One of PPI funds, launched in 2013, focused on purchasing
and securitizing pools of mortgages that were not issued or guaranteed by a
government agency.

According to court documents, from at least 2014 through
2016, Ahuja and Shor participated in a scheme to defraud PPI’s investors and
potential investors in the company’s various funds by “deceptively mismarking
each month the value of certain securities held in these funds, and thus
fraudulently inflating the (net asset value) of those funds as reported to investors
and potential investors.”

In order to accomplish this, PPI “fraudulently obtained
inflated quotes, including from corrupt brokers, and manipulated its valuation
process to inflate the purported value of securities held by the funds,” the
U.S. Attorney’s Office stated.   

These actions allowed PPI to materially overstate the
reported net asset value of the funds by more than $100 million, which
benefited the firm in two ways.

First, the firm was able to charge its investors higher
management and performance fees. Second, the firm was able to delay investors who
would have requested their money back had they known about the funds’ true
performance and operating health.

According to court documents, the scheme was conducted as a
result of Ahuja demanding that the firm maintain its image of success and “keep
pace” with the performance of other similar funds, despite market conditions
and the actual performance of the funds.

As a result of the scheme, Ahuja was sentenced to 50 months
in prison, while Shor received a sentence of 40 months. Both Ahuja and Shor
will also be required to serve three years of supervised release upon the
termination of their prison sentence.

“Anilesh Ahuja, founder of Premium Point Investments, was
convicted of participating in a scheme to mismark securities and thereby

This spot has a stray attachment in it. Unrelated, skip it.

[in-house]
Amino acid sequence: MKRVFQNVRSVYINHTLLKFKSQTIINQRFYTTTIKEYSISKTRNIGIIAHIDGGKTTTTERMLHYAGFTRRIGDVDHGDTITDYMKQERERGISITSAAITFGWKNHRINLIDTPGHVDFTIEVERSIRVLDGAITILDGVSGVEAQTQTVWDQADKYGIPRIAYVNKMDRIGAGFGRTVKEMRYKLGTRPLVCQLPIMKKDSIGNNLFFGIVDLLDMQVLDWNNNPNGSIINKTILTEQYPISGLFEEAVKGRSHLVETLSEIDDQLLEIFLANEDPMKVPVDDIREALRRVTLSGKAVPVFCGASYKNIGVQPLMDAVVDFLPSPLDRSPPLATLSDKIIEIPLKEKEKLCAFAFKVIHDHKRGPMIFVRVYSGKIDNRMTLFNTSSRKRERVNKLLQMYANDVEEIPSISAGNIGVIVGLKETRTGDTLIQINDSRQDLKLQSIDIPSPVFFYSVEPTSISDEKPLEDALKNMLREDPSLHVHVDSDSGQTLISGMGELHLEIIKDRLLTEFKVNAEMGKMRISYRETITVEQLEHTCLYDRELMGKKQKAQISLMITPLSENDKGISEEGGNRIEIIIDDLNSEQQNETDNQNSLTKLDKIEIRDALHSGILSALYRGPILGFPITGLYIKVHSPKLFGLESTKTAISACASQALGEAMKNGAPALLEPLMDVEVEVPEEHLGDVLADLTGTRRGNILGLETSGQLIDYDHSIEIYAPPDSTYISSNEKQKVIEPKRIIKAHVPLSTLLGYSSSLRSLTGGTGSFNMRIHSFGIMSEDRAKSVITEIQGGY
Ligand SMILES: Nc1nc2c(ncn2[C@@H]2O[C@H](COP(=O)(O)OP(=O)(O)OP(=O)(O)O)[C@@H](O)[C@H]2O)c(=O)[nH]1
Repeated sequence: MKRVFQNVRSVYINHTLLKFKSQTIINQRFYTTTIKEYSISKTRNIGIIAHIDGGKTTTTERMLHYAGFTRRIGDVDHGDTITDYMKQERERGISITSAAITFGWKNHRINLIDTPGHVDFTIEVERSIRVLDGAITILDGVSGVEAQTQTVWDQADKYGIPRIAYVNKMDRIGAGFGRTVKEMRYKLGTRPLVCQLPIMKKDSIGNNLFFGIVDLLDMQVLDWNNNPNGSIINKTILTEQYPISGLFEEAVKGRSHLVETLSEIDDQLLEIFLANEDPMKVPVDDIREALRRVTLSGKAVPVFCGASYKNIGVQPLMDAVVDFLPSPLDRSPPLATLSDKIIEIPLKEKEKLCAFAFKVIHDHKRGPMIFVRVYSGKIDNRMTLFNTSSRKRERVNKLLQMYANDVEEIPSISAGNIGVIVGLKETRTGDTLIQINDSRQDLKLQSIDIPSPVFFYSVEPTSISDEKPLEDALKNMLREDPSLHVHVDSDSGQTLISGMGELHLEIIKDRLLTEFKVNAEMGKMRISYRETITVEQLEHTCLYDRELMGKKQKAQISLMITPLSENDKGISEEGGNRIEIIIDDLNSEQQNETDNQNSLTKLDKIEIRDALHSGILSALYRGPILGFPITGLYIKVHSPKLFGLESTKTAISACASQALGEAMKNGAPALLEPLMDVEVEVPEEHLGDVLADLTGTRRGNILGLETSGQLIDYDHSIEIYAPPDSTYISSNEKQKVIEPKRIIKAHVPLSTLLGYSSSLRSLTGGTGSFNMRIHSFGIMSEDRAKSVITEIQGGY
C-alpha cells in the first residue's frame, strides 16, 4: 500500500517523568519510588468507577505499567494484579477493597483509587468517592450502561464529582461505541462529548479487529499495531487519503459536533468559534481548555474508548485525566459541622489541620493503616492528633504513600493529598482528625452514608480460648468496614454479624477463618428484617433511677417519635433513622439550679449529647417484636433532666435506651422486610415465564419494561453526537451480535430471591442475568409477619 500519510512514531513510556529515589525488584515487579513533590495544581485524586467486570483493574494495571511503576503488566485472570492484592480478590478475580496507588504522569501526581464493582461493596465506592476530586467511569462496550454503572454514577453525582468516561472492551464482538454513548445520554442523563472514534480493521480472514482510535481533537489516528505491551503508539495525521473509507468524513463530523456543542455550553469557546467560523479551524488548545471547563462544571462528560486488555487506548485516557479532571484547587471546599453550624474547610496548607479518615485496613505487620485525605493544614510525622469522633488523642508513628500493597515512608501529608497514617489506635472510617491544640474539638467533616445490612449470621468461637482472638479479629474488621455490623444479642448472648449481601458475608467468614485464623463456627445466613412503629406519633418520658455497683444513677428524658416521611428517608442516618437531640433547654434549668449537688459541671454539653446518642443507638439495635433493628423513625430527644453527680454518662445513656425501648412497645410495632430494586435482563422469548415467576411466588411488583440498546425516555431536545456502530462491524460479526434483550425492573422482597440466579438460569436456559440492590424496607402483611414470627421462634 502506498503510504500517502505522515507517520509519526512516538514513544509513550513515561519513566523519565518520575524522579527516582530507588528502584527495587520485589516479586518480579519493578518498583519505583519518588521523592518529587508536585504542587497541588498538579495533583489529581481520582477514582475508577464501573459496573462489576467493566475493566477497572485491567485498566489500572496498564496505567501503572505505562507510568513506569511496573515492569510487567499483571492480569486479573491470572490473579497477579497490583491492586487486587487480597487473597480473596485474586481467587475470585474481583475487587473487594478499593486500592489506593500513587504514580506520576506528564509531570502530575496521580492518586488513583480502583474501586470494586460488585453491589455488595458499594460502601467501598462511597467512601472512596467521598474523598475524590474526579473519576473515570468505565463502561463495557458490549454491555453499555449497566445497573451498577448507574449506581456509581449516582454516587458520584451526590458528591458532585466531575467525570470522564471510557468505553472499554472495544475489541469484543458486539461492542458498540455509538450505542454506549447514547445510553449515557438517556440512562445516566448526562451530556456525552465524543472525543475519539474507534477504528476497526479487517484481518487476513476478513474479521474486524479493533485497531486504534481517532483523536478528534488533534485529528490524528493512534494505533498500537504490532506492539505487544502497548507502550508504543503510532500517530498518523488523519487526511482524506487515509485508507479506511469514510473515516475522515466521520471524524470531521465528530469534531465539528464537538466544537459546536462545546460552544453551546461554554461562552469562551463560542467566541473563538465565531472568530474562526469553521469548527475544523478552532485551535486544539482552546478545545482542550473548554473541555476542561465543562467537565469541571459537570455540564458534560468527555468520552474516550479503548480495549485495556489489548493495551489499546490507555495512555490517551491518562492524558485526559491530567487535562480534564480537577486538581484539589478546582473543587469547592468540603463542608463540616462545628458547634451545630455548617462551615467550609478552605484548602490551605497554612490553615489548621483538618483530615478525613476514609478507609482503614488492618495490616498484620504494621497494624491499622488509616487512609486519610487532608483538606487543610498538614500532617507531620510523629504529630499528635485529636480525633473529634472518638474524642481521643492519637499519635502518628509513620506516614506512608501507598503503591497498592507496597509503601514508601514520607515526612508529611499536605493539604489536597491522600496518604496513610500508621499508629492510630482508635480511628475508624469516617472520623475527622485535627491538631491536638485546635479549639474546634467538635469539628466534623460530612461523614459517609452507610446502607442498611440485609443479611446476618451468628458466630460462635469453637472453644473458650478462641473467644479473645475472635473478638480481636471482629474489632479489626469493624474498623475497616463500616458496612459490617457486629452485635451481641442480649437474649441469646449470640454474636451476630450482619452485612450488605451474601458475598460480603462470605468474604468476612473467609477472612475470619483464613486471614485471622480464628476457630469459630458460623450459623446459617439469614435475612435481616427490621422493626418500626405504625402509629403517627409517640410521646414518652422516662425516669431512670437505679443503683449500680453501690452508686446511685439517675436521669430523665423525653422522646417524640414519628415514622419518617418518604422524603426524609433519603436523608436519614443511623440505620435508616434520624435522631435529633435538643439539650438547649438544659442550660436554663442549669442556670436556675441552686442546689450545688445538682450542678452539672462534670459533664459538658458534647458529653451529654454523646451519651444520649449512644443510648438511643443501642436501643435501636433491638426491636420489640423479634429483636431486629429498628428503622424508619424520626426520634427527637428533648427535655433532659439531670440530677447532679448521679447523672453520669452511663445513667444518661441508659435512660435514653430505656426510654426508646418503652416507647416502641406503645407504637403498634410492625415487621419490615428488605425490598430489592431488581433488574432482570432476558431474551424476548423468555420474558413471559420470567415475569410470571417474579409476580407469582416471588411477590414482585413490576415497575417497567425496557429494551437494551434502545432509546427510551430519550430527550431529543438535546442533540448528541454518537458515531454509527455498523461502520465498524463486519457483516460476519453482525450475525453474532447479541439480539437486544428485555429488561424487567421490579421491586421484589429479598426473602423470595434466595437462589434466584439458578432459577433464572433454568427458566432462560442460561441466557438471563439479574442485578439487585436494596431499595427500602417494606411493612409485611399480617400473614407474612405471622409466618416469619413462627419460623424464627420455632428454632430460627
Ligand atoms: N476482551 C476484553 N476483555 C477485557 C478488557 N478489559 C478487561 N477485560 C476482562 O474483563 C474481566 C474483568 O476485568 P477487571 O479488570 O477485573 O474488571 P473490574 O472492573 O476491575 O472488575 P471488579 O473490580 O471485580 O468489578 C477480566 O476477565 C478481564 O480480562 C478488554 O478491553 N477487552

mislead investors as to the true value of the funds that Premium Point managed,”
U.S. Attorney Audrey Strauss said in a release.

“Ahuja conspired with others in his company and corrupt
brokers to fraudulently inflate the value of the assets under their management,
which in turn allowed them charge higher fees and avoid redemptions by
investors who otherwise would have pulled their money from Premium Point,”
Strauss continued. “The substantial prison term imposed on Ahuja appropriately
holds him accountable for his criminal acts.”

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Sales of new homes fell in October to an annualized rate of 733,000, according to the Census Bureau and the Department of Housing and Urban Development, but it still looks like 2019 is going to a vast improvement over 2018.

According to the Census data, the October pace fell slightly off September’s pace, which was upwardly revised from 701,000 to 738,000.

But given that September’s rate was adjusted up as much as it was, October’s pace looks strong, especially when considering that October’s total was 31.6% higher than October 2018, when it was 557,000.

“Aside from one disappointing month in the spring, 2019 has been a resurgent year for new home sales, and this stronger-than-expected October data – on the heels of strongly upwardly revised September data – only reinforces the trend and proves that high builder confidence is not entirely unwarranted,” Zillow Economist Matthew Speakman said.

According to analysis by the National Association of Home Builders, new home sales for 2019 are 9.6% higher so far this year than during the same period in 2018.

Beyond that, the past two months represent the highest monthly sales rate since October 2007. 

The seasonally adjusted estimate of new homes for sale by the end of October was 322,000. This represents a supply of 5.3 months at the current sales rate, holding steady from the previous month.

The median sales price of new homes was $316,700, while the average sale price was $383,300.

National Association of Realtors Chief Economist Lawrence Yun said that these sales represent a solid demand for housing.

“This huge jump from one year ago partly reflects builders now building less expensive homes. Several of today’s fresh data on home price and new home sales, combined with earlier data on existing-home sales and the median home price, essentially say the same thing: housing demand is solid,” Yun said. “But buyers are facing not enough choices. Therefore, prices are getting bid up, especially in the starter home market and in the Mountain States.”

The latest Housing Market Index, which gauges homebuilder market sentiment, indicates that homebuilder confidence rose to 70 points in October, just three points more than in September.

NerdWallet Home and Mortgage Specialist, Holden Lewis, said that builders are now making homes that the consumer can afford.

“Excluding September, this is the strongest pace of new home sales since July 2007, before the housing crash,” Lewis said. “With a boost from low interest rates, builders are succeeding in making new homes that people can afford.”